So skipping a couple paragraphs, “Our concern, our care must not be for the other side (God) but for our own. Not for grace but for will.” In other words, all speculations about God and all ideas about what God wants are useless. That’s God’s problem. The only important thing is what we will know. We have talked about grace and will: we do something, we practice, we make an effort. The will is in that effort. When we actually do something, the grace part comes forward to meet us.
Buber says not to worry about the grace; it has nothing to do with you: “Grace concerns us only insofar as we proceed toward it and await its presence; it is not our object.”
The You confronts me. But I enter a direct relationship to it. Thus the relationship is at once being chosen and choosing. This is the activity of the human being who has become whole: it has been called not-doing.
A direct relationship is both passive and active. Buber read the Chinese Taoist philosophers and studied Buddhism. He was influenced by them, and that is why he is using the term “not-doing.”
This is the activity of the human being who has become whole: it has been called not-doing, for nothing particular, for nothing partial is at work in human beings and thus nothing of human beings intrudes into the world. It is the whole human being, closed in its wholeness, at rest in its wholeness, that is active here, as the human being has become an active whole. When one has achieved steadfastness in this state, one is able to venture forth toward the supreme encounter.
In other words, we all know what it means to be partial in our living, partial in our actions: to go through the motions, or not to be whole hearted, or not to give ourselves to a relationship. The point is that we want to give ourselves completely.
“To this end one does not have to strip away the world of the senses as a world of appearance.” Some religious traditions say: This world is just a world of the senses, a world of appearances. It’s not as important as compared to God. But we don’t have to separate God and the world of appearances.
“There is no world of appearance, there is only the world – which, to be sure, appears twofold to us in accordance with our two-fold attitude.” In other words, there is just one world. It will be a world of objects and contention and trouble, if we have an I-It attitude, an instrumental attitude of not really meeting. On the other hand, if we really meet the world and meet what is in front of us, then the world itself is everything we need. Nothing is more holy than this ordinary world, if we only will be there for it.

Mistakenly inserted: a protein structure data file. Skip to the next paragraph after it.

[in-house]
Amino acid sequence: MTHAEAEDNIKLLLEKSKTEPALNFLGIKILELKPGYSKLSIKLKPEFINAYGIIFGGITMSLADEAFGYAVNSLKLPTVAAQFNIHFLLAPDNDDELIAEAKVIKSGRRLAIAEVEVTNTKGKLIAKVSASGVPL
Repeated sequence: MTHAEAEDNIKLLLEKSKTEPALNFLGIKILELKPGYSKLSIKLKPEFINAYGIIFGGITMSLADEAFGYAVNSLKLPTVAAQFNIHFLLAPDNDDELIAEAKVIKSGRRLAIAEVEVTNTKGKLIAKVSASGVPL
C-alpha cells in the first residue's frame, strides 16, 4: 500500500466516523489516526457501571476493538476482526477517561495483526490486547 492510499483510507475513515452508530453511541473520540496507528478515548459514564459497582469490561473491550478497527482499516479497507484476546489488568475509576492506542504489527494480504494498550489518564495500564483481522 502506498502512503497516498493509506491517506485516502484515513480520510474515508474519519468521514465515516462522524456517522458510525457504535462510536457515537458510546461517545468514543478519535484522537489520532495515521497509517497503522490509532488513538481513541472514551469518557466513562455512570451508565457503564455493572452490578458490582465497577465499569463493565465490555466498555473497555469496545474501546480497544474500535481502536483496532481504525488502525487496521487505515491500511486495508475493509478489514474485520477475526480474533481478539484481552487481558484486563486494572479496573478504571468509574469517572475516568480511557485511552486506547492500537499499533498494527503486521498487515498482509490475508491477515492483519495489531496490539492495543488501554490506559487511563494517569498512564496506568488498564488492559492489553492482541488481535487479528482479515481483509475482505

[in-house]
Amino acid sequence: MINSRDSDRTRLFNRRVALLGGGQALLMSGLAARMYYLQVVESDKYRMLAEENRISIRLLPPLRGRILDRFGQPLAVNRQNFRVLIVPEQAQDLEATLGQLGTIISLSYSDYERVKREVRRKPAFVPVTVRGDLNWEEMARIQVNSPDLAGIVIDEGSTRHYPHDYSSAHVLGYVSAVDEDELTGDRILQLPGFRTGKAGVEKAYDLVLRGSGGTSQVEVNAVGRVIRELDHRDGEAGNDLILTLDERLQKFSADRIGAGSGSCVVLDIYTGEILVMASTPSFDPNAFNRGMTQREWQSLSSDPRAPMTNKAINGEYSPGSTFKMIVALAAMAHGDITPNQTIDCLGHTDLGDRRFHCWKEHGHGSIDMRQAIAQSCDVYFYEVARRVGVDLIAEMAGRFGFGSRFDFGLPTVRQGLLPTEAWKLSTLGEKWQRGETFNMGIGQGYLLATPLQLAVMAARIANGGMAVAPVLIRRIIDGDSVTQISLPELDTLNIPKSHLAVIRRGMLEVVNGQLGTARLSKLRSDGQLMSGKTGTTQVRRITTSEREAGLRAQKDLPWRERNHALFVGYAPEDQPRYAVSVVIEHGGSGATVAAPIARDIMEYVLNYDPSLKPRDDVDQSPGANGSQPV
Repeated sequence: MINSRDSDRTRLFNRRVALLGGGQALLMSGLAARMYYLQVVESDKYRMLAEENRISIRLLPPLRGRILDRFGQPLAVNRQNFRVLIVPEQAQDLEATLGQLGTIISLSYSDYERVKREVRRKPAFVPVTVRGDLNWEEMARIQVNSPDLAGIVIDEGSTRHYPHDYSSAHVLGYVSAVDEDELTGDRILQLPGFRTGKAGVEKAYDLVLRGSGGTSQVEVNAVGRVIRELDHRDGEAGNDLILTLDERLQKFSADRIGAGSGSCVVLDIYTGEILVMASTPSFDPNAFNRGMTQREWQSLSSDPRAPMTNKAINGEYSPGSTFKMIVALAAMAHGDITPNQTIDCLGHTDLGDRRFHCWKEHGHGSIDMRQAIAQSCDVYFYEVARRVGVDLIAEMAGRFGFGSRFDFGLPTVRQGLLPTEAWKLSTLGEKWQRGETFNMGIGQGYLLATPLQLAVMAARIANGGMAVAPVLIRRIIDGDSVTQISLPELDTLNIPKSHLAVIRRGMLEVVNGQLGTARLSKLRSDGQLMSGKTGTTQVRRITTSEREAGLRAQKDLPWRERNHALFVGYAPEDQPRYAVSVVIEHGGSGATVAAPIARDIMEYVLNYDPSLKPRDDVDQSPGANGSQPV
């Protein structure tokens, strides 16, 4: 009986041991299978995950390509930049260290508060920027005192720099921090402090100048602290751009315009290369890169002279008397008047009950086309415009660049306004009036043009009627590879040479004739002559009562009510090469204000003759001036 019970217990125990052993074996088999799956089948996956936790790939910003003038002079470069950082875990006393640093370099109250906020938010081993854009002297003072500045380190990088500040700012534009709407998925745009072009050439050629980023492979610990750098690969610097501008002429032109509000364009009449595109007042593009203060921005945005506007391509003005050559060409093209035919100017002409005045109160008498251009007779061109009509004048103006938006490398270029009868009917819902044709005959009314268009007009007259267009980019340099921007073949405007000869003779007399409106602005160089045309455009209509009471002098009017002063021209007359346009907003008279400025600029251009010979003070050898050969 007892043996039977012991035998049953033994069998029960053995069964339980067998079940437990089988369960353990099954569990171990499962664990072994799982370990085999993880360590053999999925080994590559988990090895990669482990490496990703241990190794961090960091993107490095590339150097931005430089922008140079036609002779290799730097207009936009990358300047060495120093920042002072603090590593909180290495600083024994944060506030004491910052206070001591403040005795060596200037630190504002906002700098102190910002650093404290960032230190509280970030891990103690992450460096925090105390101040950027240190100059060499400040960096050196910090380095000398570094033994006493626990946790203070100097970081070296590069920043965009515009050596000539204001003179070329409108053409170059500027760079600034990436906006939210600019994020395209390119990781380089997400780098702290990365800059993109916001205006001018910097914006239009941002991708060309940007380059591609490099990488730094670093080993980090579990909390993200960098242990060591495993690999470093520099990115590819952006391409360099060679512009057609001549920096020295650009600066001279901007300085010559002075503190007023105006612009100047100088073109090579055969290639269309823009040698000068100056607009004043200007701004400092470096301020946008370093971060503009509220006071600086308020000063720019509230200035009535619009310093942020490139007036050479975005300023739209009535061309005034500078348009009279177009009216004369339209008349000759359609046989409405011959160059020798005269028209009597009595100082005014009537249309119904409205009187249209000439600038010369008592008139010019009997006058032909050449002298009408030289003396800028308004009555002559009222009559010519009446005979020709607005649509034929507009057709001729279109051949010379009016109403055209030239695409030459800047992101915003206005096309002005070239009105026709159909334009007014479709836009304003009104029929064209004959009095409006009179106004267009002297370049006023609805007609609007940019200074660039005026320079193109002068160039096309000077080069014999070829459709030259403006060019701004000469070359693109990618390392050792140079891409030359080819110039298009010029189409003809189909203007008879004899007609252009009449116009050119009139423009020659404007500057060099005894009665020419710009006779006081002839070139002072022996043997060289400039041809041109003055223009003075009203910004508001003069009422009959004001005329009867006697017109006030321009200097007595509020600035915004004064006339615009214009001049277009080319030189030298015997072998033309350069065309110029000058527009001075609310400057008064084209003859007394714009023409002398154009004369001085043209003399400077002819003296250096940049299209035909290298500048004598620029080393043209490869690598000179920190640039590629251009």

“Only the spell of separation needs to be broken.” Isn’t that great? We have been placed under a spell. We all conspire together to keep ourselves under that spell. The spell of separation, the spell of It. “Nor is there any need to ‘go beyond sense experience’; any experience, no matter how spiritual, could only yield us an It.” And remember that Buber denigrates experience. An experience is always collecting a whole bunch of stuff. What is the difference between collecting a bunch of different experiences and going to Walmart and buying a whole bunch of stuff and lining it up on our table? To Buber there is no difference. Encounter, meeting, is not experience for him. It is another category of human activity. Even inner experiences, spiritual experiences, are just experiences.
Nor need we turn to a world of ideas and values—that cannot become a present for us. All this is not needed. Can one say what is needed? Not by way of a prescription. All the prescriptions that have been excogitated and invented in the ages of the human spirit, all the preparations, exercise and meditations that have been suggested have nothing to do with the primally simple fact of encounter.
So that’s great! Dogen says that zazen is not meditation. It’s not a technique. It’s not an experience. It’s just encountering our aliveness – the simple fact of encounter.